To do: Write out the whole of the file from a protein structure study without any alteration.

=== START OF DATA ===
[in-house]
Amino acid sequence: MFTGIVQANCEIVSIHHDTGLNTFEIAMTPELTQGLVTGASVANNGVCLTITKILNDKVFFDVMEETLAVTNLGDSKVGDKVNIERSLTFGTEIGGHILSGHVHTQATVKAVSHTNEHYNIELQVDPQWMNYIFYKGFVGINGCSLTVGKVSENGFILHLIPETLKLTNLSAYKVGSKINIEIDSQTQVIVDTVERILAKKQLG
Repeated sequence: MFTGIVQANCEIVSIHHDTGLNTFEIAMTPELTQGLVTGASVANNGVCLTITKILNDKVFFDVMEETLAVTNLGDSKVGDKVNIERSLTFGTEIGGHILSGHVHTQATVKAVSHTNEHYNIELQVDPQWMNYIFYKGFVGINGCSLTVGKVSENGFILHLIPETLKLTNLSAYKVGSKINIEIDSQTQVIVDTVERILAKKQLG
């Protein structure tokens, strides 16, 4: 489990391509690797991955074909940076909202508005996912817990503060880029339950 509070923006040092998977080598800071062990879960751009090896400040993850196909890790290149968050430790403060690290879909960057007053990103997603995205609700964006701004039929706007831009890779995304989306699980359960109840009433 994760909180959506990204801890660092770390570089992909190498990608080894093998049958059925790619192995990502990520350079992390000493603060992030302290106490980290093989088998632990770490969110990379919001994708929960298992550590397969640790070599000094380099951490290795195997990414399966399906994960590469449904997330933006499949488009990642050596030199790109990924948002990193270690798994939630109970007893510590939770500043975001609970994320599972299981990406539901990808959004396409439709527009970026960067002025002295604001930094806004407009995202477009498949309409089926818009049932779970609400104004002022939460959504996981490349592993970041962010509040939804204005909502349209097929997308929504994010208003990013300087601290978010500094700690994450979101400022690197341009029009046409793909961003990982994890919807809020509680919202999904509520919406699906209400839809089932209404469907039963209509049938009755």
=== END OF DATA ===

[in-house]
Amino acid sequence: MFTGIVQANCEIVSIHHDTGLNTFEIAMTPELTQGLVTGASVANNGVCLTITKILNDKVFFDVMEETLAVTNLGDSKVGDKVNIERSLTFGTEIGGHILSGHVHTQATVKAVSHTNEHYNIELQVDPQWMNYIFYKGFVGINGCSLTVGKVSENGFILHLIPETLKLTNLSAYKVGSKINIEIDSQTQVIVDTVERILAKKQLG
Repeated sequence: MFTGIVQANCEIVSIHHDTGLNTFEIAMTPELTQGLVTGASVANNGVCLTITKILNDKVFFDVMEETLAVTNLGDSKVGDKVNIERSLTFGTEIGGHILSGHVHTQATVKAVSHTNEHYNIELQVDPQWMNYIFYKGFVGINGCSLTVGKVSENGFILHLIPETLKLTNLSAYKVGSKINIEIDSQTQVIVDTVERILAKKQLG
């Protein structure tokens, strides 16, 4: 489990391509690797991955074909940076909202508005996912817990503060880029339950 509070923006040092998977080598800071062990879960751009090896400040993850196909890790290149968050430790403060690290879909960057007053990103997603995205609700964006701004039929706007831009890779995304989306699980359960109840009433 994760909180959506990204801890660092770390570089992909190498990608080894093998049958059925790619192995990502990520350079992390000493603060992030302290106490980290093989088998632990770490969110990379919001994708929960298992550590397969640790070599000094380099951490290795195997990414399966399906994960590469449904997330933006499949488009990642050596030199790109990924948002990193270690798994939630109970007893510590939770500043975001609970994320599972299981990406539901990808959004396409439709527009970026960067002025002295604001930094806004407009995202477009498949309409089926818009049932779970609400104004002022939460959504996981490349592993970041962010509040939804204005909502349209097929997308929504994010208003990013300087601290978010500094700690994450979101400022690197341009029009046409793909961003990982994890919807809020509680919202999904509520919406699906209400839809089932209404469907039963209509049938009755």